If/Then. Write down your ideas, intentions, goals, plan of action for the year (yes, more documentation). Take the time to sit down with no other agenda except to grab a pen, paper or iPad and document what you are interested in for better health and wellbeing in your life.

Then dig deeper and document when and where you are going to carry out these intentions with an If/Then statement. For example, ‘If my alarm wakes me 30 minutes earlier three days a week, then I will take 20 minutes to participate in my home yoga practice.’

To help you problem-solve when challenges arise, take your documentation one step further, anticipating the barriers keeping you from implementing your intentions.  For example, ‘If I feel too tired when my alarm goes off, then I will get up and take 10 minutes for my home yoga practice, fixing my favorite cup of coffee soon afterwards.’

According to psychologist Peter M. Gollwitzer, this ‘implementation intention’ of creating an ‘If/Then’ statement will help you implement your goals.  “The forming of the plan is conscious,” Gollwitzer explains. “The execution is unconscious.”

For more details on this research, visit the article on Forbes.com.

Silence. One of the most powerful tools you have within yourself is the ability to be quiet, inhale and exhale and observe the present moment as you breathe.  Your yoga practice, a winter walk or sitting for 5 minutes with your phone and computer silenced will offer you time to center yourself.

In his book The Seven Spiritual Laws of Success, Deepak Chopra describes it as the ability to, ‘Slip into the gap…that silent space between thoughts.’

Even with a plan of action for health intentions and predicting barriers that may arise, Chopra reminds us to set intentions yet, ‘Relinquish attachment to the outcome, giving up rigid attachment to a specific result and living in the wisdom of uncertainty….Enjoy every moment in the journey of life….’

Your quiet time will give you respite from the static of life so you can practice focusing your attention in the present moment and trusting the development of your intentions.

Everything takes practice.  Donna Farhi reminds us in her book, ‘Bringing Yoga to Life’ that your yoga practice is a parallel to life, ‘When we begin Yoga Practice, we are signing up for a lifelong apprenticeship with our Self and to the Self.  And as in any apprenticeship, many skills can be learned only over a long period of time.  There are no shortcuts and no crash courses, and there is no replacement for the satisfaction and richness that follow in the wake of such wholehearted commitment.’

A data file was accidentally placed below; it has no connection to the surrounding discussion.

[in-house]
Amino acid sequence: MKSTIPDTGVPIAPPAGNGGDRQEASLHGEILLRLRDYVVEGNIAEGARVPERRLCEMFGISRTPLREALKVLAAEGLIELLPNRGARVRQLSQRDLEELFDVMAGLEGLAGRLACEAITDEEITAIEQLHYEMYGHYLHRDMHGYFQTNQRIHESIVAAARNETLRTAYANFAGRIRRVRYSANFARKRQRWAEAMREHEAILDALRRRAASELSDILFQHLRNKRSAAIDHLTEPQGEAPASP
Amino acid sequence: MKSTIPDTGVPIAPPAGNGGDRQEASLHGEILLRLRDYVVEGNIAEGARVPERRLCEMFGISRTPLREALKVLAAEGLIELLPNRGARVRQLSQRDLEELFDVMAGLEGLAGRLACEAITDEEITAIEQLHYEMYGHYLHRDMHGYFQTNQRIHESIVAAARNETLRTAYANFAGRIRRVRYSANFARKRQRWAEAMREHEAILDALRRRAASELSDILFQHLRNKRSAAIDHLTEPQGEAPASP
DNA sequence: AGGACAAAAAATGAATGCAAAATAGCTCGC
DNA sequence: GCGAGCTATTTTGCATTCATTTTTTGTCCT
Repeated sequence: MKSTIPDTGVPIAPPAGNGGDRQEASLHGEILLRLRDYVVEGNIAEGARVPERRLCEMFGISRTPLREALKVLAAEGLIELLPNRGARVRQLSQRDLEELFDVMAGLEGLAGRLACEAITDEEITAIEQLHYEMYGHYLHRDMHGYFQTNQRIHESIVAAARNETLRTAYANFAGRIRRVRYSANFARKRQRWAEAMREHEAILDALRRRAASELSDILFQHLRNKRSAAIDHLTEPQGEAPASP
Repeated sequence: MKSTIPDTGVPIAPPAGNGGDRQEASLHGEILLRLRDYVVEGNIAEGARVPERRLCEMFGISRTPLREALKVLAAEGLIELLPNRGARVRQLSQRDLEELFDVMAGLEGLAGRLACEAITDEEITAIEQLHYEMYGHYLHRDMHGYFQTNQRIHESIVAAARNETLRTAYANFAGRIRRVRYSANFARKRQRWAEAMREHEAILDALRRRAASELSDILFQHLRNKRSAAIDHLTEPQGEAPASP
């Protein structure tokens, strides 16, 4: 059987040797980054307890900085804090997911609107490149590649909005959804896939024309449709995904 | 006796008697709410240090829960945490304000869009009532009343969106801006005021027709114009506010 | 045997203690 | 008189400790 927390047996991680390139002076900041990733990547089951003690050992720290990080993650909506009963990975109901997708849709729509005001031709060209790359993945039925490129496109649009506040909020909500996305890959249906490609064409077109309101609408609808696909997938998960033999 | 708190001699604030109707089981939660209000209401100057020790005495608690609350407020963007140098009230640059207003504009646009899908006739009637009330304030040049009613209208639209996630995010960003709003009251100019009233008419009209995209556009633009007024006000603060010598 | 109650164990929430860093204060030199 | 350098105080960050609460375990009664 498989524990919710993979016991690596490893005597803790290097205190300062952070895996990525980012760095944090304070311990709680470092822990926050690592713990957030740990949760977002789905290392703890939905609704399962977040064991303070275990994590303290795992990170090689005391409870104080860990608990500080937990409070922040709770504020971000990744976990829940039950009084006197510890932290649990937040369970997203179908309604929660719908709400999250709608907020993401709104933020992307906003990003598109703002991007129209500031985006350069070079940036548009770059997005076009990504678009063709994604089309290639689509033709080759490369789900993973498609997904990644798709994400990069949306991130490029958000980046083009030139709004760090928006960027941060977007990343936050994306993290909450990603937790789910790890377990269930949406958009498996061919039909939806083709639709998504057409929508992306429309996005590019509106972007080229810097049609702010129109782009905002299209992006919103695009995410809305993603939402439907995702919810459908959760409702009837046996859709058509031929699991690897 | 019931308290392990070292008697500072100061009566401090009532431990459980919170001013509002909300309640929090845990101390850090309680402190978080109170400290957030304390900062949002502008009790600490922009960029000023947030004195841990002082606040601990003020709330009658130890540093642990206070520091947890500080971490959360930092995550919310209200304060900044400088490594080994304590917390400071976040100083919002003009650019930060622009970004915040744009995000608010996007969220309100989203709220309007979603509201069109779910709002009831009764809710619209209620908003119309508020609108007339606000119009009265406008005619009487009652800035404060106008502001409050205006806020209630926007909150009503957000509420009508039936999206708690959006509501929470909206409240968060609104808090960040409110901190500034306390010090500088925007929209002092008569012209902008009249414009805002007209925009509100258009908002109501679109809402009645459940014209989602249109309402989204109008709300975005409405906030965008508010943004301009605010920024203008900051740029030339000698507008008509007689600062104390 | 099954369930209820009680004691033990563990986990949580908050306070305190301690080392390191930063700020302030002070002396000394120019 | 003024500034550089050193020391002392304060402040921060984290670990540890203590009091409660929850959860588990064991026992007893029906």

In the spirit of the new year, may you offer yourself the opportunities for health and wellbeing: with gratitude, a written plan, openness to all possibilities and a commitment to a life-long apprenticeship of learning.

Let your new year resolutions be revolutionized.

The Radiance of Your Inner Light

We are light.  Within us is a light, very much like the Sun, that is unchanging and brilliant.  This is one of the fundamental teachings in yoga philosophy.  The darkness of the winter creates an inward movement of our attention that creates opportunities to experience our inner life and radiance.

As we move into this time of the return of the Sun, here are 5 different ways to awaken the light within your heart:

  1. Move – Stand with your feet hip distance apart. Sweep your arms wide and up on INHALE in a sun-like movement.  Lower your arms in a sun-like movement on EXHALE.  Repeat 6 times.
  2. Breathe – Close your eyes. Sense the center space of the chest.  As you INHALE, try to feel an expansiveness in the chest.  As you EXHALE, hug the navel inward.  Do 12 full deep breaths.
  3. Use Sound – Use the seed mantra of the 4th or heart cakra (energetic center), YAM. Focus on the center of the chest.  Inhale, then sound the word, YAM, on Exhale. This sound creates vibration in the center of the chest. Repeat 6 times.
  4. Visualize – Focus your attention on the center of the chest, the cave of the heart. Visualize light, perhaps a beautiful sunrise, the light of a flickering candle, a lighted star atop a Christmas tree, sunset, or the light of the full moon that we’ll see this Christmas Day.  Spend 5 minutes focused on that light.  Feel as if the light grows more expansive within and around you.  If your mind wanders, gently bring it back to visualization of light.
  5. Be Present – Linger longer with the good that comes your way through friends, family, pets, nature, and faith.

 

Yoga Stress Busters for the Holidays

3 Quick and Easy Yoga Tips for Energy, Calm and Clarity for the Holiday Season